100 Essential Books of Planning: Decade Five


A golden age for planning, the 1950s also left a legacy that planning has been reacting to ever since. Building, boom times, and the codification of education for planners were hallmarks of the era. Planning continued to grow in sophistication and more authors attempted to capture standards and accepted practice.

Toward New Towns for America

Clarence S. Stein

Stein was a co-founder of the Regional Planning Association of America, a co-designer of the iconic planned town of Radburn, and an advocate for the federal new town planning program. His book highlights his pedestrian-friendly, greenbelt-influenced designs for neighborhoods and towns.

Urban Traffic

A Function of Land Use
Robert B. Mitchell, Chester Rapkin

This book pioneered the concept that urban traffic patterns resulted from land uses and their resulting activities. Although the link had been made between traffic and planning quite early, Mitchell and Rapkin showed how it could be measured and studied. Their concept became accepted thinking throughout the profession.

Politics, Planning, and the Public Interest

The Case of Public Housing in Chicago
Martin Meyerson, Edward C. Banfield

Meyerson and Banfield saw planning as firmly enmeshed within politics and urban management. Gary Hack explains that Meyerson believed "making the plan has to be inherently a process that organizes public and political support."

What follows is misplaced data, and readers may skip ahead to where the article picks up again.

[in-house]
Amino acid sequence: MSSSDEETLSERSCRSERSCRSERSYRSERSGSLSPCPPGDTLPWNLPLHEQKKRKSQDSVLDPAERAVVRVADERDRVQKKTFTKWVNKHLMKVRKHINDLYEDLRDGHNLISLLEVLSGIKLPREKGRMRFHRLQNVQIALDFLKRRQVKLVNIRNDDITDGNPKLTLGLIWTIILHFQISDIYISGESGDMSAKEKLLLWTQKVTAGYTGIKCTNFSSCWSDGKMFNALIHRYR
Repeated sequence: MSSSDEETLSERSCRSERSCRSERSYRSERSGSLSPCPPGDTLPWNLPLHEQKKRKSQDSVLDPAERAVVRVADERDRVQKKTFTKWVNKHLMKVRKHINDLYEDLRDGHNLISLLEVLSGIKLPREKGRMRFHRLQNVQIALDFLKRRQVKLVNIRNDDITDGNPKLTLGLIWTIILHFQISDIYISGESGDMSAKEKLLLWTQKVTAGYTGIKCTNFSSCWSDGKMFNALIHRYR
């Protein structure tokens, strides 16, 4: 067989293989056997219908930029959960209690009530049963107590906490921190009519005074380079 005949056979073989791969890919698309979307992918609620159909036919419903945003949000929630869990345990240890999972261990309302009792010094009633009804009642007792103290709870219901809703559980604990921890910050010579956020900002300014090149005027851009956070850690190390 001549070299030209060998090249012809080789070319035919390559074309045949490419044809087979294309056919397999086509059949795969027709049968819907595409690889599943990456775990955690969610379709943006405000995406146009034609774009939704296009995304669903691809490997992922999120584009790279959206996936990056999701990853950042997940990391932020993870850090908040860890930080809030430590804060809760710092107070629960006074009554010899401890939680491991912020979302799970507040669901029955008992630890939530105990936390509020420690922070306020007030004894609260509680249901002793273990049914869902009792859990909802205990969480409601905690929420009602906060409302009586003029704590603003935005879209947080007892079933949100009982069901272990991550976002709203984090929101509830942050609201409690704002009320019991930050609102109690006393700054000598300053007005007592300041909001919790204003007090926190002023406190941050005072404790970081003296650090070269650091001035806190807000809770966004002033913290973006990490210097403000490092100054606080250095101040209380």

The Heart of Our Cities

The Urban Crisis, Diagnosis and Cure
Victor Gruen

The father of the mid-20th century shopping mall, architect and planner Gruen wrote this treatise on how to approach the redevelopment of cities. He viewed malls as the center pieces of new urban towns.

The Organization Man

William H. Whyte

"Recognized as a benchmark, Whyte's book reveals the dilemmas at the heart of the group ethos that emerged in the corporate and social world of the postwar era." This is Nathan Glazer's assessment. The book examines the impact of large scale organization on society, including planned suburban communities and the belief in the endless perfection of life and society. Whyte revealed the cost to the individual in terms of initiative and creativity.

Education for Planning

City, State, and Regional
Harvey S. Perloff

This book became the foundation for planning education as Perloff gave intellectual coherence to the field. He outlined what he called "the integrated set of learning experiences which would permit the student ... to rediscover ... principles ... and learn to apply them in a problem-solving setting."

Standard Industrial Classification

Bureau of the Budget

The standard classification project began in 1937 and in the 1950s a broader project was undertaken to classify both manufacturing and non-manufacturing in the United States. This massive effort integrated diverse statistical data that allowed planners, researchers, and communities to access wide ranging data in standardized classifications such as types of employment.

Urban Land Use Planning

F. Stuart Chapin

Accepted as one of the standard texts on planning practice, the book describes planning as a "big stakes game in a multi-party competition." Therefore, the book continues the tradition of looking at planning within a political and local governmental context, but also as a competition among interests.

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